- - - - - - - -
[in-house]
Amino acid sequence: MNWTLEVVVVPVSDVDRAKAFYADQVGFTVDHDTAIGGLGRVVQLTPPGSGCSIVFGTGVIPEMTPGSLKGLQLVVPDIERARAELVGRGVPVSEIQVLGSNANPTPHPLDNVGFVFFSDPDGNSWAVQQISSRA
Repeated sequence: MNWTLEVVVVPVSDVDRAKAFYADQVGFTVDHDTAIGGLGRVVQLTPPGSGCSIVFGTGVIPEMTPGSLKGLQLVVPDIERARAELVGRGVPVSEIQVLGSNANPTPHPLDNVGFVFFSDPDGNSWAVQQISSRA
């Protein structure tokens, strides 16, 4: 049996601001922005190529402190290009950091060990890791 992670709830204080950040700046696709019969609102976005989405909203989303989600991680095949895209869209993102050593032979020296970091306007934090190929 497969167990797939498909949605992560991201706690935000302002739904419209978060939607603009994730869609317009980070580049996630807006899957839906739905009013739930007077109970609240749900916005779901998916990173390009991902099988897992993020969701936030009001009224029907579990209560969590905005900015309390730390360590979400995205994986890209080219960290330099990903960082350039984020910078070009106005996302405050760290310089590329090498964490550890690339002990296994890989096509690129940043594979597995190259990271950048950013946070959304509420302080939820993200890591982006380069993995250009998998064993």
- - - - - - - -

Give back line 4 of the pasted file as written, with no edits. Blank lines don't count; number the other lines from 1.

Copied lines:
């Protein structure tokens, strides 16, 4: 049996601001922005190529402190290009950091060990890791 992670709830204080950040700046696709019969609102976005989405909203989303989600991680095949895209869209993102050593032979020296970091306007934090190929 497969167990797939498909949605992560991201706690935000302002739904419209978060939607603009994730869609317009980070580049996630807006899957839906739905009013739930007077109970609240749900916005779901998916990173390009991902099988897992993020969701936030009001009224029907579990209560969590905005900015309390730390360590979400995205994986890209080219960290330099990903960082350039984020910078070009106005996302405050760290310089590329090498964490550890690339002990296994890989096509690129940043594979597995190259990271950048950013946070959304509420302080939820993200890591982006380069993995250009998998064993």